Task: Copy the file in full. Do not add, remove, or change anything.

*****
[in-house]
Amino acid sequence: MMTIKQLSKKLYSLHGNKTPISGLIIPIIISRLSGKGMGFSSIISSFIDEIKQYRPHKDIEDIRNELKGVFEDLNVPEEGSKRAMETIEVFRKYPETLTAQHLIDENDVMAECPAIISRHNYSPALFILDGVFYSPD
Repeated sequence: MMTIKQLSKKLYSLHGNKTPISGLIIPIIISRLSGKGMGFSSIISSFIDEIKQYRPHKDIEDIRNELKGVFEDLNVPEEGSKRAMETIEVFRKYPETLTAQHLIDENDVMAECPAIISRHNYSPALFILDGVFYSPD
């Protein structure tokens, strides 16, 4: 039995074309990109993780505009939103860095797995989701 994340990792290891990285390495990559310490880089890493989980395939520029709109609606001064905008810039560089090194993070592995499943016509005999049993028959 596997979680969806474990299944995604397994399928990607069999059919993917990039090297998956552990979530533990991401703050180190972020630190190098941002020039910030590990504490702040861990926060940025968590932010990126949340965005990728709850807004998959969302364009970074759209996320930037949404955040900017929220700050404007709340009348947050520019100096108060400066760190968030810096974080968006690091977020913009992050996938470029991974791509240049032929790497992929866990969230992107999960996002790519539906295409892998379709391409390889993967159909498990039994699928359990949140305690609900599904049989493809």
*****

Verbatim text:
[in-house]
Amino acid sequence: MMTIKQLSKKLYSLHGNKTPISGLIIPIIISRLSGKGMGFSSIISSFIDEIKQYRPHKDIEDIRNELKGVFEDLNVPEEGSKRAMETIEVFRKYPETLTAQHLIDENDVMAECPAIISRHNYSPALFILDGVFYSPD
Repeated sequence: MMTIKQLSKKLYSLHGNKTPISGLIIPIIISRLSGKGMGFSSIISSFIDEIKQYRPHKDIEDIRNELKGVFEDLNVPEEGSKRAMETIEVFRKYPETLTAQHLIDENDVMAECPAIISRHNYSPALFILDGVFYSPD
């Protein structure tokens, strides 16, 4: 039995074309990109993780505009939103860095797995989701 994340990792290891990285390495990559310490880089890493989980395939520029709109609606001064905008810039560089090194993070592995499943016509005999049993028959 596997979680969806474990299944995604397994399928990607069999059919993917990039090297998956552990979530533990991401703050180190972020630190190098941002020039910030590990504490702040861990926060940025968590932010990126949340965005990728709850807004998959969302364009970074759209996320930037949404955040900017929220700050404007709340009348947050520019100096108060400066760190968030810096974080968006690091977020913009992050996938470029991974791509240049032929790497992929866990969230992107999960996002790519539906295409892998379709391409390889993967159909498990039994699928359990949140305690609900599904049989493809």